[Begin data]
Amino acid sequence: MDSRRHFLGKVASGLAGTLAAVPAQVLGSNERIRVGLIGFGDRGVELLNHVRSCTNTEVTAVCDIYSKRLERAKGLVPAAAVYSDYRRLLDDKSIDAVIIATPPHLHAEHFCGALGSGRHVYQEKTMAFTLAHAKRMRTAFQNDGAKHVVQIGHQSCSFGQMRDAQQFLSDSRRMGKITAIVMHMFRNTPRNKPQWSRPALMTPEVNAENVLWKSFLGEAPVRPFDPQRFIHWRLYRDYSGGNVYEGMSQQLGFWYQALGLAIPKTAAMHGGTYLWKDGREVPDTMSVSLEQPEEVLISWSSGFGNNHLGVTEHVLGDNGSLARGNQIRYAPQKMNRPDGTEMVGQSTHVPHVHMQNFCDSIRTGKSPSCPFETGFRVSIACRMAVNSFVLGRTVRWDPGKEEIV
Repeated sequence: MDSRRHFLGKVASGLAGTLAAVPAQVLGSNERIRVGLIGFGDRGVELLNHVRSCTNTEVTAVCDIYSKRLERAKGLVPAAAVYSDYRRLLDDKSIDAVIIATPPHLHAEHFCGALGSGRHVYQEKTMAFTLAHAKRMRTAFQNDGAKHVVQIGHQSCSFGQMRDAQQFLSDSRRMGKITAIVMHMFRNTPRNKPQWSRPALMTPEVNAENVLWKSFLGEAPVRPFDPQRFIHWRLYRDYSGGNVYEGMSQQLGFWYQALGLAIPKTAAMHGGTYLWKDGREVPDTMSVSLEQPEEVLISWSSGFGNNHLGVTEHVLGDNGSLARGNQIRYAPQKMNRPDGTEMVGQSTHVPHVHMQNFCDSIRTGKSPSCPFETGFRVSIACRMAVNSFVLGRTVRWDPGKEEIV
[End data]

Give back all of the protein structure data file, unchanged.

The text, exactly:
Amino acid sequence: MDSRRHFLGKVASGLAGTLAAVPAQVLGSNERIRVGLIGFGDRGVELLNHVRSCTNTEVTAVCDIYSKRLERAKGLVPAAAVYSDYRRLLDDKSIDAVIIATPPHLHAEHFCGALGSGRHVYQEKTMAFTLAHAKRMRTAFQNDGAKHVVQIGHQSCSFGQMRDAQQFLSDSRRMGKITAIVMHMFRNTPRNKPQWSRPALMTPEVNAENVLWKSFLGEAPVRPFDPQRFIHWRLYRDYSGGNVYEGMSQQLGFWYQALGLAIPKTAAMHGGTYLWKDGREVPDTMSVSLEQPEEVLISWSSGFGNNHLGVTEHVLGDNGSLARGNQIRYAPQKMNRPDGTEMVGQSTHVPHVHMQNFCDSIRTGKSPSCPFETGFRVSIACRMAVNSFVLGRTVRWDPGKEEIV
Repeated sequence: MDSRRHFLGKVASGLAGTLAAVPAQVLGSNERIRVGLIGFGDRGVELLNHVRSCTNTEVTAVCDIYSKRLERAKGLVPAAAVYSDYRRLLDDKSIDAVIIATPPHLHAEHFCGALGSGRHVYQEKTMAFTLAHAKRMRTAFQNDGAKHVVQIGHQSCSFGQMRDAQQFLSDSRRMGKITAIVMHMFRNTPRNKPQWSRPALMTPEVNAENVLWKSFLGEAPVRPFDPQRFIHWRLYRDYSGGNVYEGMSQQLGFWYQALGLAIPKTAAMHGGTYLWKDGREVPDTMSVSLEQPEEVLISWSSGFGNNHLGVTEHVLGDNGSLARGNQIRYAPQKMNRPDGTEMVGQSTHVPHVHMQNFCDSIRTGKSPSCPFETGFRVSIACRMAVNSFVLGRTVRWDPGKEEIV